Watching 'Fast and Furious' Films Could Promote Dangerous Driving, Study Claims

Fans of the Fast and Furious franchise, take caution: Viewing film sequences of aggressive driving may promote similar unsafe driving habits, a researcher has found.

In an analysis of the city of Edmonton’s driving infractions and speeding incidents, a University of Alberta doctorate student found that the number of infractions and miles per hour over the speed limit spiked immediately after the release of Furious 7, the 2015 installment of the long-running franchise.

Dissertation author Deanna Singhal said movies such as Furious 7 can normalize dangerous driving and prompt viewers to imitate the actions they see portrayed on screen, especially when they’re performed by a “hero” character like Vin Diesel’s Dom, who is often rewarded for his risky driving.

“The behaviors are performed with not a lot of negative consequences,” Singhal told Newsweek. “There are quite extensive crashes and people get out and just walk away, and that’s not usually what happens.”

In one test, students at the Canadian university were shown one of three 15-minute videos, designed to promote either aggressive driving, safe driving or neither. Those exposed to the more hostile videos drove faster and tended to accelerate more when passing vehicles, Singhal wrote in her dissertation.

GettyImages-907238182 A driver races past at a "Fast and Furious Live" show in January in London. The franchise may be to blame for promoting unsafe driving habits in viewers, one researcher says. John Phillips/Getty Images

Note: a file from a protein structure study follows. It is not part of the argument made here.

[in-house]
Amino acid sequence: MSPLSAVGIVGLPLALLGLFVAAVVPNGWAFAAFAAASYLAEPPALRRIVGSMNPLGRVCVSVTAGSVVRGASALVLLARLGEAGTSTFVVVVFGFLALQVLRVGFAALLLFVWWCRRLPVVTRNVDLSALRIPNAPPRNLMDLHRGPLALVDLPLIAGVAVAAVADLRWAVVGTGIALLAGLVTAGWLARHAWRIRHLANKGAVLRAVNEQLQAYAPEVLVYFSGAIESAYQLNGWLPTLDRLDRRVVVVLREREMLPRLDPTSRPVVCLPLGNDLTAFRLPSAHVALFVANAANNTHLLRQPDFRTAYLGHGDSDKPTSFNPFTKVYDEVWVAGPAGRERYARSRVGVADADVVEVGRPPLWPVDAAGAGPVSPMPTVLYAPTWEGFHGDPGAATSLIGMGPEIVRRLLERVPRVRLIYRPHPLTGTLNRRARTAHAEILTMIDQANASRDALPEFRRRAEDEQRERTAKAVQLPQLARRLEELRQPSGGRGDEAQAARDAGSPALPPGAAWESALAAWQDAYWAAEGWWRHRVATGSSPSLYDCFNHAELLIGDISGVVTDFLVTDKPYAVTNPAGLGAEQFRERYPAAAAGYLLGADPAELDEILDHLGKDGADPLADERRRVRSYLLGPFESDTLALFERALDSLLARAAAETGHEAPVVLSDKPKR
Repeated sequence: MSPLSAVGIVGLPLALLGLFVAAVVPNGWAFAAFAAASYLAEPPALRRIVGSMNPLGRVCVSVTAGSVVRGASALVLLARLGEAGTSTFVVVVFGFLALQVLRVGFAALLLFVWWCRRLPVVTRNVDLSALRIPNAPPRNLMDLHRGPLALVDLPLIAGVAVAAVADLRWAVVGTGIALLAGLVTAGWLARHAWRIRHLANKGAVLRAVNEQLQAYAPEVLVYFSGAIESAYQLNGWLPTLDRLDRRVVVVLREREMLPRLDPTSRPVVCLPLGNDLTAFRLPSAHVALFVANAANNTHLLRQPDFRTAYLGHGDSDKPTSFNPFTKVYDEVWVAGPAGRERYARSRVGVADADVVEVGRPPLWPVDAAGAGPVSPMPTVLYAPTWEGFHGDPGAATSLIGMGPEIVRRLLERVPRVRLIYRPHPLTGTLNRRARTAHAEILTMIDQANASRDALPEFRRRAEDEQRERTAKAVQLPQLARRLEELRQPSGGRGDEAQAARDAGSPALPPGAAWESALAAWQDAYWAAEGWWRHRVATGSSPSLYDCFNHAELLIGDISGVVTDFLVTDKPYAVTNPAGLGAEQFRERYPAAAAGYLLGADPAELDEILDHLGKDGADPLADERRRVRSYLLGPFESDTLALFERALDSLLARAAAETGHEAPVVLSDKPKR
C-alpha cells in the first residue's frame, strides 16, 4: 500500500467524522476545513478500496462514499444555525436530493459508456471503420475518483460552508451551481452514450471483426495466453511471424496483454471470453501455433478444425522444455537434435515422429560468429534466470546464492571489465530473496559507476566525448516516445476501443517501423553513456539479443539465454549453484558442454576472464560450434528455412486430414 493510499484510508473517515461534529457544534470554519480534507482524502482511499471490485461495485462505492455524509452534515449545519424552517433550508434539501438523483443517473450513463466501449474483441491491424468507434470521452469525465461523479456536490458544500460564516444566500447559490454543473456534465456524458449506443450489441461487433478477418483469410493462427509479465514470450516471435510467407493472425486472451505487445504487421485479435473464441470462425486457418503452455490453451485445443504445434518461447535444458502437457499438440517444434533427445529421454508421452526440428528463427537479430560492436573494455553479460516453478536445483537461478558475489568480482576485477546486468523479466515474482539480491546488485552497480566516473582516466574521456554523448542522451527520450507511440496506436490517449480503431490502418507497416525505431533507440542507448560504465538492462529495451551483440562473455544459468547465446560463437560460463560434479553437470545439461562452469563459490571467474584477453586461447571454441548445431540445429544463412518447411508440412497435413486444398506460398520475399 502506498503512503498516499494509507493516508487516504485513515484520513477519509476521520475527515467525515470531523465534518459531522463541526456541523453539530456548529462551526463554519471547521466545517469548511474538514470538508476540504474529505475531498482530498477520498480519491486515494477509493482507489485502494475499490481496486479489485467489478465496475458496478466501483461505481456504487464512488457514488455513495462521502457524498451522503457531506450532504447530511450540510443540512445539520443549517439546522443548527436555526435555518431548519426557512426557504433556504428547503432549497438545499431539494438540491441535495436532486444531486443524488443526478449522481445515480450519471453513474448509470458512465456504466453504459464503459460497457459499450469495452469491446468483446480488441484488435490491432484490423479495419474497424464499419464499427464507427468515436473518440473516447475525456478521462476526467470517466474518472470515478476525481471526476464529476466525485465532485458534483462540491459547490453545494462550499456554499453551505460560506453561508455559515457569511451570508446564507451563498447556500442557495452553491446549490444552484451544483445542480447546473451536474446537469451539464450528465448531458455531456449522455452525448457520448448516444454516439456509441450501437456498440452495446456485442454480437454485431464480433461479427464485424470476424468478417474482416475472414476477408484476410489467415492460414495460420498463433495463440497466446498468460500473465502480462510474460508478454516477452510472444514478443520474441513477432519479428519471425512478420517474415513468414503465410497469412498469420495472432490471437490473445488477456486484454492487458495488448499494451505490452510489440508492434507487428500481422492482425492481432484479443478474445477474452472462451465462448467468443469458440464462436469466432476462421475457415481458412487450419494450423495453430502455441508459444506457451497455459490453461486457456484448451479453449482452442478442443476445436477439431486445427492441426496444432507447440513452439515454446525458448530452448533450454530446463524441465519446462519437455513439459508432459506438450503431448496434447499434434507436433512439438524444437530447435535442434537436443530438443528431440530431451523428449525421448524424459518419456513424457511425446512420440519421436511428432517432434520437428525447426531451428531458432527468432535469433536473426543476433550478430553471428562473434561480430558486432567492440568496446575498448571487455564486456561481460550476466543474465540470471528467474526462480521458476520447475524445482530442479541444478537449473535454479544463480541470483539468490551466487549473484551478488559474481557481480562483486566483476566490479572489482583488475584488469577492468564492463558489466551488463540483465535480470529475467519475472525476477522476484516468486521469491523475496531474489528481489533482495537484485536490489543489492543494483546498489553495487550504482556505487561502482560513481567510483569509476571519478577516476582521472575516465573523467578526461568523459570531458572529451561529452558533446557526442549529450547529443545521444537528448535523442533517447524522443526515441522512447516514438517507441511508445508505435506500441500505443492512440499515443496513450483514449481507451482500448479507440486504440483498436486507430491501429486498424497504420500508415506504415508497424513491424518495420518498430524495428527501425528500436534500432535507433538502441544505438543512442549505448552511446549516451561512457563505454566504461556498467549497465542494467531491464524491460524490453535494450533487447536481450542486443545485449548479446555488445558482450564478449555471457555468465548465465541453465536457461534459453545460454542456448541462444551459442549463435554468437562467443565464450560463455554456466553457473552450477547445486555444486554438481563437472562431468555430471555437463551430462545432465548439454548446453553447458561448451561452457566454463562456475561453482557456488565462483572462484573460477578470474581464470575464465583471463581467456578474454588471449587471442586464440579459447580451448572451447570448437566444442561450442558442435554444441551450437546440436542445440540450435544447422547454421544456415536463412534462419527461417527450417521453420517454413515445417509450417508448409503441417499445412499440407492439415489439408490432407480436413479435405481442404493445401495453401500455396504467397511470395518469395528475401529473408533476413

But not all film fans are prone to unsafe driving; personality traits can indicate a viewer’s likelihood to model the behavior, she said. Participants who engaged in more aggressive driving after watching the videos were more likely to report higher sensation-seeking behavior, a greater number of traffic violations and seeking vengeance against another driver they believe had wronged them.

“It’s not just the media on its own,” she said. “There may be a subset of people who are more susceptible.”  

Singhal’s study is not the first time the Furious franchise has been criticised for its content. In 2003, Miami police blamed the 2 Fast 2 Furious film for a “string of deaths,” mostly among minors, caused by illegal drag racing similar to that featured in the series. Universal Studios denied the claims, calling them “unjustifiable.”

In 2017, traffic deaths dipped one percent, “not an indication of progress,” according to the National Safety Council. Both 2016 and 2017 counts of those killed in fatal accidents totaled more than 40,000.

Modeling behaviors is especially critical when teaching young people how to drive, according to a 2015 study. Parental distracted driving behavior is one of the strongest indicators of teen phone use behind the wheel, setting a potentially dangerous precedent.

In the 2017 Family Safe Driving Report, more than 60 percent of parents admitted to texting and driving, and another 55 percent speed with their child in the car.

“That’s not really helping for where we’re trying to get in terms of shifting the societal norms,” said Despina Stavrinos, director of the University of Alabama at Birmingham’s distracted driving research lab, in a CNN interview.  “If Mom and Dad are doing it, then hey, it must be okay.”